4 purposes for a proactive financial calendar

Like other areas of your life, organization is key to productive success. Learn how and why to create a proactive financial calendar and organize your finances today.

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I'm obsessed with organization. You know—one of those people who writes something down just so they can cross it off. While I'm overly organized in most areas of life, one area I could stand to improve in is financial planning, and one practical way I could do this is to create a proactive financial calendar. After all, I have a daily/monthly/yearly planner and smartphone calendar for everything else... why not apply this to finances? Here are four key purposes this kind of calendar could serve in not only getting more organized, but getting ahead.

Help Remembering Time-Sensitive Tasks

This is perhaps the most obvious benefit of a financial calendar. Sure, you may pay the bills on time without reminders, but it's easier to lose track of less frequent tasks like paying quarterly taxes, filing a yearly FAFSA, scheduling the appointment to have your taxes prepared, or signing up for medical benefits during open enrollment. All of these are time-sensitive, so plugging them into a calendar with built-in reminders will ensure you meet and beat deadlines without overtaxing your brain.

Breaking Up Overwhelming Tasks into Smaller Segments

Some time-sensitive tasks like gathering tax documents are also notorious for inducing universal procrastination. The more overwhelmed we are at the thought of tackling a nasty financial project, the more likely we are to put it off until the last possible second. This is where a financial calendar can provide more than just an annoying reminder that you haven't done it yet: it can actually help you break up a large task into several smaller, more manageable tasks. For instance, one chunk of a huge project might be gathering paperwork, making phone calls, printing statements, labeling files, or maybe just taking the time to purchase the organizational tools you'll need. Of course, the size of these sub-tasks will depend on the amount of time before the entire project needs to be done (in other words, the sooner you start planning, the better).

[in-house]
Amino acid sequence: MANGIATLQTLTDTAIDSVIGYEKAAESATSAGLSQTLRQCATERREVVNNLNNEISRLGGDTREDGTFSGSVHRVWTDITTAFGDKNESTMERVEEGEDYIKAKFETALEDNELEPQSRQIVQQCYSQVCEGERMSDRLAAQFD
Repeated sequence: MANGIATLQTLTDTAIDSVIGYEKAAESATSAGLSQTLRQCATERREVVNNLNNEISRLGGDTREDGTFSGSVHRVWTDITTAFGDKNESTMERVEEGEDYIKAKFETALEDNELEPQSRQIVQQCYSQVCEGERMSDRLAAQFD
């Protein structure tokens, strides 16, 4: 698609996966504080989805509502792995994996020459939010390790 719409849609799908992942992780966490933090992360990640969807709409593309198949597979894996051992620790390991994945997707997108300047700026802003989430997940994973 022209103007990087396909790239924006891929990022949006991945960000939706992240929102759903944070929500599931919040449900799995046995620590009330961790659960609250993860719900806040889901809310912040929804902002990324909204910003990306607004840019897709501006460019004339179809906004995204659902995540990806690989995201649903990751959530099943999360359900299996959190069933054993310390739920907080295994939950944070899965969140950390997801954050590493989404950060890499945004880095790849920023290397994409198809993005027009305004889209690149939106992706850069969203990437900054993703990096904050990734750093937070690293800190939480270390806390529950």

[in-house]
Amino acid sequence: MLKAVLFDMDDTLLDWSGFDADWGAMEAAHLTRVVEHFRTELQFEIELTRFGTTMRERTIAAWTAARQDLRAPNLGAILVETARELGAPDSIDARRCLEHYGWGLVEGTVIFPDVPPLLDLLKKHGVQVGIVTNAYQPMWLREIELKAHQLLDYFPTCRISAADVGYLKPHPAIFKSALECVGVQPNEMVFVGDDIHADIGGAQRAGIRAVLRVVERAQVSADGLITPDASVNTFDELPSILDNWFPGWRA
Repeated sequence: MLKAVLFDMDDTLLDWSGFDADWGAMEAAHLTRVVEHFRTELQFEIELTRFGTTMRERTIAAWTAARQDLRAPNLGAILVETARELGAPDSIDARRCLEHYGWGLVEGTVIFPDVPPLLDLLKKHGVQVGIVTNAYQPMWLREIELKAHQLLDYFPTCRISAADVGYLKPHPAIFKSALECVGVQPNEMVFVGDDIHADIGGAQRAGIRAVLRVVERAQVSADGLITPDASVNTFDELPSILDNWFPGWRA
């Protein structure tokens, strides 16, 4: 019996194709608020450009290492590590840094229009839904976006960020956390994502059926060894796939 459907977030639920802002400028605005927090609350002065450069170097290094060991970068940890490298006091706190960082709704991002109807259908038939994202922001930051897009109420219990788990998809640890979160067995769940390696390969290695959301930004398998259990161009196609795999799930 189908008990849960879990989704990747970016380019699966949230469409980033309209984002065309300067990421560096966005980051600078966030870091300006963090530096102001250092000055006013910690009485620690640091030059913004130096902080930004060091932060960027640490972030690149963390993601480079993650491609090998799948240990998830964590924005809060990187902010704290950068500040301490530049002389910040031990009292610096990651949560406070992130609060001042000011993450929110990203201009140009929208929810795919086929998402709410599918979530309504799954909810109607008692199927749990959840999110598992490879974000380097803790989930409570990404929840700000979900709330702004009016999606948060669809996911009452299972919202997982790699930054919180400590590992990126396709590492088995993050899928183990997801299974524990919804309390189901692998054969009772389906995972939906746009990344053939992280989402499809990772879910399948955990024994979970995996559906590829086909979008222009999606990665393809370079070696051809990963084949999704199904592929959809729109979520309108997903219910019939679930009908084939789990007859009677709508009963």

Planning Ahead

This is what I need to work on the most, especially when it comes to vacation planning, holiday spending, and starting to set aside money for likely future expenses and savings goals. Planning ahead for vacation can literally save hundreds of dollars on plane tickets and hotel rooms; setting aside small amounts of money each month all year can make holiday shopping less of a budget-crunch... the list goes on.

Re-assessing

Looking forward is important, but so is looking back, especially when your finances change. Financial advisers recommend reviewing your credit report on a yearly or bi-annual basis; it's also a good idea to re-assess your medical and vehicle insurance coverage. Another important thing to re-assess is your budget—at least on a yearly basis, in addition to whenever you experience a change in income or recurring expenses. Some of these won't be anticipated, but most people know when they'll be getting yearly performance assessments accompanied by raises. Not only does re-assessing all of these things on a regular basis keep you in tune with where you're at, financially—it can save you a ton of money.

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This article was written by Jessica Sommerfield from MoneyNing and was licensed as an article reprint from July 22, 2016. Article copyright 2016 by MoneyNing.
The statements and opinions expressed in this article are those of the author. Fidelity Investments cannot guarantee the accuracy or completeness of any statements or data.
This reprint is supplied by Fidelity Brokerage Services LLC, Member NYSE, SIPC.
The third-party provider of the reprint permission and Fidelity Investments are independent entities and not legally affiliated.
The images, graphs, tools, and videos are for illustrative purposes only.
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